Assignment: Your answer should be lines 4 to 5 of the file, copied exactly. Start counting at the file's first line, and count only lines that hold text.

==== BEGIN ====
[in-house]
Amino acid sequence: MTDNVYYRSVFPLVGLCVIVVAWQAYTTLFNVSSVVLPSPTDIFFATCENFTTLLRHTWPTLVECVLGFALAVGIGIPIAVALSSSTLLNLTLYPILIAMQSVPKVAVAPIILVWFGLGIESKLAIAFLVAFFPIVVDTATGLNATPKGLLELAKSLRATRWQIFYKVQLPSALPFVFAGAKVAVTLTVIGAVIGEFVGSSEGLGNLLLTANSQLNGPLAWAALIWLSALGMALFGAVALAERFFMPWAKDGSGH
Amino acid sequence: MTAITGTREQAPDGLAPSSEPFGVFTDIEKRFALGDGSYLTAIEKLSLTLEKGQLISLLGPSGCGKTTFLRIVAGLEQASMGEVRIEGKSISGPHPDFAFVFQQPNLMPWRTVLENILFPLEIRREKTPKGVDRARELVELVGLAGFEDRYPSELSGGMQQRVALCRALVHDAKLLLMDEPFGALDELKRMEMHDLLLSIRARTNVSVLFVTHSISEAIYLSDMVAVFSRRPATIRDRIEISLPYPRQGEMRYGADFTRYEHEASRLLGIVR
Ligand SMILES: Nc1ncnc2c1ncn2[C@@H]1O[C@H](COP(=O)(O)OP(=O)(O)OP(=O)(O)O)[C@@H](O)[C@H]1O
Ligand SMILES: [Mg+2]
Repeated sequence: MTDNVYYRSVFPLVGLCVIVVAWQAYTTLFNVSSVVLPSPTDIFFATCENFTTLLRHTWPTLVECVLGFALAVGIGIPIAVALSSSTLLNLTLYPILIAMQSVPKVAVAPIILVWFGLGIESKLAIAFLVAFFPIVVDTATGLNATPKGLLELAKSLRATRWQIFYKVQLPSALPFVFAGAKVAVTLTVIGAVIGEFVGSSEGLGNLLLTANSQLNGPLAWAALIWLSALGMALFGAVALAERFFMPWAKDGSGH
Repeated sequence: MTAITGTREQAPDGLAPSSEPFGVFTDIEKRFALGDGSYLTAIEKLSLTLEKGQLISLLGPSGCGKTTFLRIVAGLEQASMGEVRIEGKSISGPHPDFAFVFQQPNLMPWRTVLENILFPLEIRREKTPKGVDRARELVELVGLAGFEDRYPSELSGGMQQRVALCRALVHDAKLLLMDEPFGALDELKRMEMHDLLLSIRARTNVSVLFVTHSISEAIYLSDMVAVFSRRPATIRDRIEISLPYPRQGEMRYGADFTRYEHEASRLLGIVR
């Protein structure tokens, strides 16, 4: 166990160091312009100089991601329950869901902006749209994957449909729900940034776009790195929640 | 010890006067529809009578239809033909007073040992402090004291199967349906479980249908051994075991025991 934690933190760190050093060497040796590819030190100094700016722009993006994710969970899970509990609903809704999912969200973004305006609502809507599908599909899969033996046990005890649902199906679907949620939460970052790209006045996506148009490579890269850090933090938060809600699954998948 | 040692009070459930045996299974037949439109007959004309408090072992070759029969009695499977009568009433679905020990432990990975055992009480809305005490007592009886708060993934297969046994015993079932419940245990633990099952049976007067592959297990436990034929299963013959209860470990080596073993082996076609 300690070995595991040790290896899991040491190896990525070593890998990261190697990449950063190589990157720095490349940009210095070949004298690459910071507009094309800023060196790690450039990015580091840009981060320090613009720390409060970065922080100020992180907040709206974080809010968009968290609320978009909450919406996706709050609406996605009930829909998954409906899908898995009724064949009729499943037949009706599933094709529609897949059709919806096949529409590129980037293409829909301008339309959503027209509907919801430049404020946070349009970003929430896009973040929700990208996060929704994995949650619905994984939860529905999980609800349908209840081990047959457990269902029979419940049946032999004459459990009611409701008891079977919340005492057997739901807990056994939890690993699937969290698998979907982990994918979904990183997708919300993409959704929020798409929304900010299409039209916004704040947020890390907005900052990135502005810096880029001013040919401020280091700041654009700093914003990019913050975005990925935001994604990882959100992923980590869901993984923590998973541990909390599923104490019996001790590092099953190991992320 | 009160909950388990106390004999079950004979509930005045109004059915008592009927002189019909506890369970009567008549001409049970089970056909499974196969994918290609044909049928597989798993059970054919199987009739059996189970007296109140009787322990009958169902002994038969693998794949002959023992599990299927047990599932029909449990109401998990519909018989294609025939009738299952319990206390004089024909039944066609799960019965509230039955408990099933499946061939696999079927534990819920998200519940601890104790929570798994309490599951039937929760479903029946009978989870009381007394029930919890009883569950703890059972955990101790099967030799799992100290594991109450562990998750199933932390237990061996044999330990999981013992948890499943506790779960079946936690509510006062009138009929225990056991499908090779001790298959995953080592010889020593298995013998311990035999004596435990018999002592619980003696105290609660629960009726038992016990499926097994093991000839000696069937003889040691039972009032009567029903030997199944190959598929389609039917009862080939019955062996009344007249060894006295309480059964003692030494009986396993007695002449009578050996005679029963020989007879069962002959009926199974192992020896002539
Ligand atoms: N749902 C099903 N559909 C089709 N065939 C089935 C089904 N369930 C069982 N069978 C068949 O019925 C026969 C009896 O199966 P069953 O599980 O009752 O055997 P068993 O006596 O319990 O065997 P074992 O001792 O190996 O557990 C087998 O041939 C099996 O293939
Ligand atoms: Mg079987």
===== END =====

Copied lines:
Ligand SMILES: Nc1ncnc2c1ncn2[C@@H]1O[C@H](COP(=O)(O)OP(=O)(O)OP(=O)(O)O)[C@@H](O)[C@H]1O
Ligand SMILES: [Mg+2]